In this talk we will discuss some recent developments
in second-order free probability theory. In
particular, we will present some results concerning
the second-order Cauchy transform and the covariance
of the linear statistics of random matrices.

Monday, **March 27**, 2:30 - 4:00, Jeff 202

Yinzheng Gu (Queen's)

Analytic subordination for bi-free convolution, Part II

We discuss some analytic properties of the additive
bi-free convolution, both scalar-valued and
operator-valued. We show that using the one-variable
subordination functions associated with the additive
free convolution, simple formulas for additive bi-free
convolutions can be derived. As an application, we
prove a result about atoms of the additive bi-free
convolution.

Monday, **March 20**, 2:30 - 4:00, Jeff 202

Yinzheng Gu (Queen's)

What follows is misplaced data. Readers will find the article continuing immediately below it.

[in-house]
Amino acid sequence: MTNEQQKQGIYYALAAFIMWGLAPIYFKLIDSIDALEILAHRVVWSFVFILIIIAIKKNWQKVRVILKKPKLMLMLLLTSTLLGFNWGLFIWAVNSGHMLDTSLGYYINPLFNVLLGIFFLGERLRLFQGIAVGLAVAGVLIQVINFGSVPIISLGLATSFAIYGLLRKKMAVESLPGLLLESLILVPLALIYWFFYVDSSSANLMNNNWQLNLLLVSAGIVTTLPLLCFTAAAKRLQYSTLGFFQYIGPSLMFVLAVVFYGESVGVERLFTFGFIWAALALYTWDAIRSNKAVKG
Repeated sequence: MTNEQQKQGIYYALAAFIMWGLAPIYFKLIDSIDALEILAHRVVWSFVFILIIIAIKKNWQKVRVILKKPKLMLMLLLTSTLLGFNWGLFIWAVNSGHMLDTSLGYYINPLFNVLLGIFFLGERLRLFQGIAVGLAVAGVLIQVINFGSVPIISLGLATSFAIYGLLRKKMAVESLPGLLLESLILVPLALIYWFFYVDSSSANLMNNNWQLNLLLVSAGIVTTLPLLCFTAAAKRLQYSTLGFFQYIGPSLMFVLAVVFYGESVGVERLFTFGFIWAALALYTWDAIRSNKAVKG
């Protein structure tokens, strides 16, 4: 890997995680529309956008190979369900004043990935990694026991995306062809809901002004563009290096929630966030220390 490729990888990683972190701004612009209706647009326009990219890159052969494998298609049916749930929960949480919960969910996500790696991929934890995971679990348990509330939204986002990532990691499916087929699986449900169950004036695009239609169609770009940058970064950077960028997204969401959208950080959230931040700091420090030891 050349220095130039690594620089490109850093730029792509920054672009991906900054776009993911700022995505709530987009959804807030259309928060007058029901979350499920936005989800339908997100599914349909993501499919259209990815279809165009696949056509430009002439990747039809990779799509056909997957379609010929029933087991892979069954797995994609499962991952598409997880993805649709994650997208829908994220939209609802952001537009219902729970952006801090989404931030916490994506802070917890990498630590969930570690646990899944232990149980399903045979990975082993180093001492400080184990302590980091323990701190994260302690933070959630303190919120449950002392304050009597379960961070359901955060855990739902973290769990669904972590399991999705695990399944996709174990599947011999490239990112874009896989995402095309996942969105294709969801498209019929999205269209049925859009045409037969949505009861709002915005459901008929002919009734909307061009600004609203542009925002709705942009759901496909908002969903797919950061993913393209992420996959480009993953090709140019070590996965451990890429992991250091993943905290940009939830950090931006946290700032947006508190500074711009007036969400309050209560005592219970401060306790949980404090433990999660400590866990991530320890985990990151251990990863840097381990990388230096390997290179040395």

Analytic subordination for bi-free convolution

We discuss some analytic properties of the additive
bi-free convolution, both scalar-valued and
operator-valued. We show that using the one-variable
subordination functions associated with the additive
free convolution, simple formulas for additive bi-free
convolutions can be derived. As an application, we
prove a result about atoms of the additive bi-free
convolution.

Monday, **March 6**, 2:30 - 4:00, Jeff 202

Mario Diaz (Queen's)

The linearization technique.

Part III: non-commutative rational functions and their linearizations

Part III: non-commutative rational functions and their linearizations

This will be a continuation from last week.

Tuesday, **February 28**, 2:30 - 3:20, Jeff 222

Mario Diaz (Queen's)